It is a few minutes before 1pm on Tuesday at the ArtTalks gallery in Cairo and founder Fatenn Mostafa-Kanafani is busily putting the finishing touches on a charity exhibition featuring 65 artists in support of the children of Palestine.
One artist arrives with a painting that is yet to be framed and another comes in with freshly printed T-shirts featuring a drawing of the late Ghassan Kanafani, the Palestinian author and leading member of the Popular Front for the Liberation of Palestine who was assassinated in 1972.
Mostafa-Kanafani, whose husband is the nephew of the Palestinian activist, says she and her team put the show together in a handful of days in light of the recent violence in Gaza.
Devastating Israeli airstrikes during the 11-day conflict killed more than 240 Gazans, including 66 children, destroyed hundreds of buildings and forced more than 100,000 people from their homes.
“I think a lot of us were feeling helpless as to what we can do to help,” Mostafa-Kanafani tells The National. “We had to come up with a creative idea and, at the end of the day, art is one means of resisting and making a statement.”
She started contacting many established and emerging artists in Egypt, some she knew and some she had never met before, and “the response was overwhelming”.
Every piece from the show is on sale with all of the proceeds – 50 per cent from the artists and 50 per cent matched by an anonymous donor – going to the Ghassan Kanafani Cultural Foundation, a non-profit, non-governmental organisation established in 1974 to support Palestinian refugees in Lebanon.
The foundation has six kindergartens, two habilitation centres, three children’s libraries, an art centre and clubs within or near Palestinian refugee camps.
“This is not political fundraising. This is humanitarian fundraising to salvage the dramatic consequences that so many Palestinian kids are suffering from,” Mostafa-Kanafani says.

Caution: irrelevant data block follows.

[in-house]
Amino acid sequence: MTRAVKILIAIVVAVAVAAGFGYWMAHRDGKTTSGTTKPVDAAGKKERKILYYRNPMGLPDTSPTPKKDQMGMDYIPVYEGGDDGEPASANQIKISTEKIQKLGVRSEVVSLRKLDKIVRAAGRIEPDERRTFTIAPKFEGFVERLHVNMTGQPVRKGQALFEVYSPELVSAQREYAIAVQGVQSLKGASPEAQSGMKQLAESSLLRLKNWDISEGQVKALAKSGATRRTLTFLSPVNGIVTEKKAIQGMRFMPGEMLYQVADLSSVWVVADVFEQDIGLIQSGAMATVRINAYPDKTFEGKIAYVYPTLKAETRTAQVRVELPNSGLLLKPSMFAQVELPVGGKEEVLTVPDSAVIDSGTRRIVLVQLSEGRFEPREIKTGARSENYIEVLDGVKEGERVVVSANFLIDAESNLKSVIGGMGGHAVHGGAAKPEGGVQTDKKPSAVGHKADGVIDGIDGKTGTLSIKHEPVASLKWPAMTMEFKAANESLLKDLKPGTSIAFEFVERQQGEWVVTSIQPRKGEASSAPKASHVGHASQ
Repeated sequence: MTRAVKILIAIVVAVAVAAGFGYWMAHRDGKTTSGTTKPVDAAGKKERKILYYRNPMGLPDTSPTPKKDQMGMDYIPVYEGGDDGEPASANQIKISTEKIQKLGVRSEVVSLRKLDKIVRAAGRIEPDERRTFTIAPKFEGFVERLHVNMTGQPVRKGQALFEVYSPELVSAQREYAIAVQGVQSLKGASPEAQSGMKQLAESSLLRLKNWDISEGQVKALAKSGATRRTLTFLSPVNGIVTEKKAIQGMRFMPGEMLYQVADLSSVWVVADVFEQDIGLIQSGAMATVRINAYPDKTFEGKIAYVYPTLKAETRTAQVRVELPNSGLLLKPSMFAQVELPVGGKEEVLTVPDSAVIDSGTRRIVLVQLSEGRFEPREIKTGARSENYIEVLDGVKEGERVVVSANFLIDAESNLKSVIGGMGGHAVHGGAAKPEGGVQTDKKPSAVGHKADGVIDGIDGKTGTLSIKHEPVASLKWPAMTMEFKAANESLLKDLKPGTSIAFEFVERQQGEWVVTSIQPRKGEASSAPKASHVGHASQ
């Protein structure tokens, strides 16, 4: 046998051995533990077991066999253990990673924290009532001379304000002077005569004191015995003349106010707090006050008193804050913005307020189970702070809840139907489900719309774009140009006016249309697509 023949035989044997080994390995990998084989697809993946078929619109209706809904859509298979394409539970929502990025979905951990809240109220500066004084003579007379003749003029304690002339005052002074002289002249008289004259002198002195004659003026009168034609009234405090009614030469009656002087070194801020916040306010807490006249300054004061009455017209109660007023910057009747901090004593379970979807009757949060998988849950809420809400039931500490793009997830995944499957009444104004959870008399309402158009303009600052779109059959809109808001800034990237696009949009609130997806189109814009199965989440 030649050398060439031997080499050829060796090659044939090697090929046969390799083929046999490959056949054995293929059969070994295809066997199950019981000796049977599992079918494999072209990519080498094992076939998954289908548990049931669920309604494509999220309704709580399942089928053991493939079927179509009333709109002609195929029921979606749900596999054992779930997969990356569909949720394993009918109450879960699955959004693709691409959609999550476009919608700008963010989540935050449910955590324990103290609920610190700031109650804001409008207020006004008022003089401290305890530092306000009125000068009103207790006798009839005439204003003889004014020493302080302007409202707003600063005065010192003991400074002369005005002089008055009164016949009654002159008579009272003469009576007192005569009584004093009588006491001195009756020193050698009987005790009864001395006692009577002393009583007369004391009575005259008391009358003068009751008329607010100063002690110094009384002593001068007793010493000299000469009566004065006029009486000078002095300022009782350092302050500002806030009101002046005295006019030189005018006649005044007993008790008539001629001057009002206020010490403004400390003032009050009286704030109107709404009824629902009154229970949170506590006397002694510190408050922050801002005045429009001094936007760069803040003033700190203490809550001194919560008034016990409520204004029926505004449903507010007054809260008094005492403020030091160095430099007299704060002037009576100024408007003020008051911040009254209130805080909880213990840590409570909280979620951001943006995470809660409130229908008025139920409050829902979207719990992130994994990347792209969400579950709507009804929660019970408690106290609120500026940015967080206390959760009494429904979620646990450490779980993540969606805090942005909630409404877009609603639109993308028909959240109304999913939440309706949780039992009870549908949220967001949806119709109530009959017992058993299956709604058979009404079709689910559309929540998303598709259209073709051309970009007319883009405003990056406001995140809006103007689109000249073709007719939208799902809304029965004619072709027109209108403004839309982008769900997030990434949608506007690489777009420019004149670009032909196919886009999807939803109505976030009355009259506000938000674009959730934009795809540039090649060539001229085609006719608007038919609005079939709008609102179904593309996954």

The name of the exhibition, Doko al Jidran (Knock on the Walls), refers to a powerful scene in Kanafani’s 1962 novel Men in the Sun.
In the book, three Palestinians hide in an empty water tank in the back of a lorry to be smuggled across the border in search of a better life away from occupation. Before they reach their final destination, the driver opens the tank only to find they have died in silence.
The driver shouts: “Why didn’t you knock on the tank’s walls? Why? Why? Why?”
“The idea here is that we, the artists of Egypt, are knocking on the walls so that people can hear Palestinians’ struggles and tragedy,” explains Mostafa-Kanafani.
The 85 artworks range in price from 4,500 Egyptian pounds ($290) to €22,000 ($26,950).
If all are sold, the proceeds will total $310,000. That excludes a 1970 piece by the late Egyptian painter and women’s activist Inji Efflatoun donated by a private collector, which would add another $150,000.
The most expensive piece from a living artist is 2020’s Lost Heritage by multimedia Egyptian artist Moataz Nasr, a floral geometric design made up of 10,000 matches covered by plexiglass.
“This is the least that we can do,” Nasr, 59, tells The National. Palestinians “are not even treated as second-class citizens … This kind of discrimination – making a difference between one human being and another – is really something very, very bad.”